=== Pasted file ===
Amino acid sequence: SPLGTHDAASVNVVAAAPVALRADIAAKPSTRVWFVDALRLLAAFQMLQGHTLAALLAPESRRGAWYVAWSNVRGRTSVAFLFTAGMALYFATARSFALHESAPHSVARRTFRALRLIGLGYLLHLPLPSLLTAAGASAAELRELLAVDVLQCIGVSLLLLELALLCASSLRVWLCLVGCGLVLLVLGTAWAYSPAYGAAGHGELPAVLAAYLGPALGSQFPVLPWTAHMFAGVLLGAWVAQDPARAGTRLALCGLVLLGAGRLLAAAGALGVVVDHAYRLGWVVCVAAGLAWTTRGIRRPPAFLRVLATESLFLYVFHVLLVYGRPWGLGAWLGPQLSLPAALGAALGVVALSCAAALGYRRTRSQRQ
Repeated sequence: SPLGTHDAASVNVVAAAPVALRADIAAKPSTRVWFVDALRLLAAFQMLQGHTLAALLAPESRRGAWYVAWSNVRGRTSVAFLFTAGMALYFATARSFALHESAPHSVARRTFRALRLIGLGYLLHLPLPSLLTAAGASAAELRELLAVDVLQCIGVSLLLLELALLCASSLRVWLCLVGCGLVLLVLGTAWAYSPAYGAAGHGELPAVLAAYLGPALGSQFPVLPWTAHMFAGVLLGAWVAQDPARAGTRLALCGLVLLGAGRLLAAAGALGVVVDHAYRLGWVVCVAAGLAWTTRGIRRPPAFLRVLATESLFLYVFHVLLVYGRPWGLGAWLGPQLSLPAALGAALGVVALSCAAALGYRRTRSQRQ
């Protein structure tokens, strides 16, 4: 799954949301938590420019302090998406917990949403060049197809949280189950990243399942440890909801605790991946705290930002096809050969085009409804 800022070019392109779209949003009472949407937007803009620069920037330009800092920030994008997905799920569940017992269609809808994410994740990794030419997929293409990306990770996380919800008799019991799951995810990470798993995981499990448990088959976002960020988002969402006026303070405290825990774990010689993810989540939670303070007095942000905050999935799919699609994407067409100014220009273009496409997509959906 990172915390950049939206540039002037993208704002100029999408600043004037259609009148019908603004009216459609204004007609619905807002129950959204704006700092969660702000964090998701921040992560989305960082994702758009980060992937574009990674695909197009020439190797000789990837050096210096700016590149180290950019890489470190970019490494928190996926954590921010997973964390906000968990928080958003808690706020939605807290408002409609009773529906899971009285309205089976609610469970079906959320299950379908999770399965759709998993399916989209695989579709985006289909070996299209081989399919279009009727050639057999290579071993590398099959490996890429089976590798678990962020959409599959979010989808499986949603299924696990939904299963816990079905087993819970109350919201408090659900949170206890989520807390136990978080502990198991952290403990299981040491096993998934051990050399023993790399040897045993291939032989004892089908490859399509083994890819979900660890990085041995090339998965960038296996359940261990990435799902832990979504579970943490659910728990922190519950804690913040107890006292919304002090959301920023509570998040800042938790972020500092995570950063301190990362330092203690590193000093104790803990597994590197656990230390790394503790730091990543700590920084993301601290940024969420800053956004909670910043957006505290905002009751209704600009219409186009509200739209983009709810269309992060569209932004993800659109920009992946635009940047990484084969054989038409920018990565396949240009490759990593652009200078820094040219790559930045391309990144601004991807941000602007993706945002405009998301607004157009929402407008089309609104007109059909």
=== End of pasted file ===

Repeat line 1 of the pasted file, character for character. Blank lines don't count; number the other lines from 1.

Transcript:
Amino acid sequence: SPLGTHDAASVNVVAAAPVALRADIAAKPSTRVWFVDALRLLAAFQMLQGHTLAALLAPESRRGAWYVAWSNVRGRTSVAFLFTAGMALYFATARSFALHESAPHSVARRTFRALRLIGLGYLLHLPLPSLLTAAGASAAELRELLAVDVLQCIGVSLLLLELALLCASSLRVWLCLVGCGLVLLVLGTAWAYSPAYGAAGHGELPAVLAAYLGPALGSQFPVLPWTAHMFAGVLLGAWVAQDPARAGTRLALCGLVLLGAGRLLAAAGALGVVVDHAYRLGWVVCVAAGLAWTTRGIRRPPAFLRVLATESLFLYVFHVLLVYGRPWGLGAWLGPQLSLPAALGAALGVVALSCAAALGYRRTRSQRQ